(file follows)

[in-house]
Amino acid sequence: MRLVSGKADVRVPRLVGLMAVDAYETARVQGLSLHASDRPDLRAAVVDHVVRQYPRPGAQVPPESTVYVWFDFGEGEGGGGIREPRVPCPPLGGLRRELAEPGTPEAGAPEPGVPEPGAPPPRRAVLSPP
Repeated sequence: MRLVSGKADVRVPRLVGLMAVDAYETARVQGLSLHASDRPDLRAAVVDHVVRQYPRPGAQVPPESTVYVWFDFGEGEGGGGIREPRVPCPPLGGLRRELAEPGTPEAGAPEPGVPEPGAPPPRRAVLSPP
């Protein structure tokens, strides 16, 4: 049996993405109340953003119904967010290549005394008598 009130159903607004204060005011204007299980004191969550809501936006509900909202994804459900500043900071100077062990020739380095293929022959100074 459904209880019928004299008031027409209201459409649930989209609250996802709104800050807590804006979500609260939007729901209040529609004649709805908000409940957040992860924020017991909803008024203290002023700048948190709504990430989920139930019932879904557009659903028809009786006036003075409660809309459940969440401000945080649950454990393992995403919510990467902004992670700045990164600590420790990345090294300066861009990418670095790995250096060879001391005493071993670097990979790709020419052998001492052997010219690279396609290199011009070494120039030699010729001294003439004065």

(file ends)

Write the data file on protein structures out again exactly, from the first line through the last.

[in-house]
Amino acid sequence: MRLVSGKADVRVPRLVGLMAVDAYETARVQGLSLHASDRPDLRAAVVDHVVRQYPRPGAQVPPESTVYVWFDFGEGEGGGGIREPRVPCPPLGGLRRELAEPGTPEAGAPEPGVPEPGAPPPRRAVLSPP
Repeated sequence: MRLVSGKADVRVPRLVGLMAVDAYETARVQGLSLHASDRPDLRAAVVDHVVRQYPRPGAQVPPESTVYVWFDFGEGEGGGGIREPRVPCPPLGGLRRELAEPGTPEAGAPEPGVPEPGAPPPRRAVLSPP
């Protein structure tokens, strides 16, 4: 049996993405109340953003119904967010290549005394008598 009130159903607004204060005011204007299980004191969550809501936006509900909202994804459900500043900071100077062990020739380095293929022959100074 459904209880019928004299008031027409209201459409649930989209609250996802709104800050807590804006979500609260939007729901209040529609004649709805908000409940957040992860924020017991909803008024203290002023700048948190709504990430989920139930019932879904557009659903028809009786006036003075409660809309459940969440401000945080649950454990393992995403919510990467902004992670700045990164600590420790990345090294300066861009990418670095790995250096060879001391005493071993670097990979790709020419052998001492052997010219690279396609290199011009070494120039030699010729001294003439004065």